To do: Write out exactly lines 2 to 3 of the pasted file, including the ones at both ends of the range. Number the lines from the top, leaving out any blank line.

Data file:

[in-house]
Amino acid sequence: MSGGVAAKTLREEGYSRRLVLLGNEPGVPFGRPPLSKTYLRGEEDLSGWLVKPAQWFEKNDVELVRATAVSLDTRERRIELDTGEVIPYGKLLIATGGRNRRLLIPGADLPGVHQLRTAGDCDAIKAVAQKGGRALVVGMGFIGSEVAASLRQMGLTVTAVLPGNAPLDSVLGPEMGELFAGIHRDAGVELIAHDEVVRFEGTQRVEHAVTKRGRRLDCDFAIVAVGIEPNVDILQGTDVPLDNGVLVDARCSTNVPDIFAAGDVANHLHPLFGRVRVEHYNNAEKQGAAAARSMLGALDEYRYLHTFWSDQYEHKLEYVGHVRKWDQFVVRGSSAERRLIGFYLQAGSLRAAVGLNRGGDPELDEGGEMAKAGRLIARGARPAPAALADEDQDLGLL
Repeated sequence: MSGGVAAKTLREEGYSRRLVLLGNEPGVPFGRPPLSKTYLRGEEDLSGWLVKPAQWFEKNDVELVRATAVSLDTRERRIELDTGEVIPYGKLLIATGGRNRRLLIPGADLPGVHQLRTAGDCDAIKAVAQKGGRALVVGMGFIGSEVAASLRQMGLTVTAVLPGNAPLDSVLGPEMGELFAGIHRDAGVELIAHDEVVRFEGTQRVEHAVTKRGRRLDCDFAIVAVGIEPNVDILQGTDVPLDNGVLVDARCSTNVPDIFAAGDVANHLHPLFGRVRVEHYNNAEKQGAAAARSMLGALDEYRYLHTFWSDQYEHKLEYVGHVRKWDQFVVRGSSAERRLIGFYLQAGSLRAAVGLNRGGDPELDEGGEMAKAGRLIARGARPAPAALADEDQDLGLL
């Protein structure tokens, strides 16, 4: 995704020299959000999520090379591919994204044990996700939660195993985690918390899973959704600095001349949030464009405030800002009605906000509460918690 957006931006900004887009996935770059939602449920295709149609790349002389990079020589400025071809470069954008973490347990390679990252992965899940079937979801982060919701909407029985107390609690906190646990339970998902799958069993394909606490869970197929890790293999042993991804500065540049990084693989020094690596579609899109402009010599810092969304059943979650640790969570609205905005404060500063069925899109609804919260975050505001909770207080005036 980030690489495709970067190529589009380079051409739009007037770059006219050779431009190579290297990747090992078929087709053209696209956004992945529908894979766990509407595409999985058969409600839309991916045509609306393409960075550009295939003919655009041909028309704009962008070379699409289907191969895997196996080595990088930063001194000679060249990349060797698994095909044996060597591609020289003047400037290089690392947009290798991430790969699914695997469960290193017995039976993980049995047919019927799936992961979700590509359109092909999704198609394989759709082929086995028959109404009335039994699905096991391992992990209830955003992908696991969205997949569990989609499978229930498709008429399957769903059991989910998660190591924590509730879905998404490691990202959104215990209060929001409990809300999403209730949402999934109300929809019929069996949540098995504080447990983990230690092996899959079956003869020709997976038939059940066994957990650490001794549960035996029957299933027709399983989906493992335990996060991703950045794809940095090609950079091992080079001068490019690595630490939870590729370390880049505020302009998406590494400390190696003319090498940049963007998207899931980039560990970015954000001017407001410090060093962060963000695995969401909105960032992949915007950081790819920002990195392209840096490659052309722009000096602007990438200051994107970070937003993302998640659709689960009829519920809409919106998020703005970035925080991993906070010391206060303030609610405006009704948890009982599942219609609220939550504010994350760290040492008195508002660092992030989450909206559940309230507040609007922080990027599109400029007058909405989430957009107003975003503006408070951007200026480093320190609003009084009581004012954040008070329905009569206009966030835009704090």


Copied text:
Amino acid sequence: MSGGVAAKTLREEGYSRRLVLLGNEPGVPFGRPPLSKTYLRGEEDLSGWLVKPAQWFEKNDVELVRATAVSLDTRERRIELDTGEVIPYGKLLIATGGRNRRLLIPGADLPGVHQLRTAGDCDAIKAVAQKGGRALVVGMGFIGSEVAASLRQMGLTVTAVLPGNAPLDSVLGPEMGELFAGIHRDAGVELIAHDEVVRFEGTQRVEHAVTKRGRRLDCDFAIVAVGIEPNVDILQGTDVPLDNGVLVDARCSTNVPDIFAAGDVANHLHPLFGRVRVEHYNNAEKQGAAAARSMLGALDEYRYLHTFWSDQYEHKLEYVGHVRKWDQFVVRGSSAERRLIGFYLQAGSLRAAVGLNRGGDPELDEGGEMAKAGRLIARGARPAPAALADEDQDLGLL
Repeated sequence: MSGGVAAKTLREEGYSRRLVLLGNEPGVPFGRPPLSKTYLRGEEDLSGWLVKPAQWFEKNDVELVRATAVSLDTRERRIELDTGEVIPYGKLLIATGGRNRRLLIPGADLPGVHQLRTAGDCDAIKAVAQKGGRALVVGMGFIGSEVAASLRQMGLTVTAVLPGNAPLDSVLGPEMGELFAGIHRDAGVELIAHDEVVRFEGTQRVEHAVTKRGRRLDCDFAIVAVGIEPNVDILQGTDVPLDNGVLVDARCSTNVPDIFAAGDVANHLHPLFGRVRVEHYNNAEKQGAAAARSMLGALDEYRYLHTFWSDQYEHKLEYVGHVRKWDQFVVRGSSAERRLIGFYLQAGSLRAAVGLNRGGDPELDEGGEMAKAGRLIARGARPAPAALADEDQDLGLL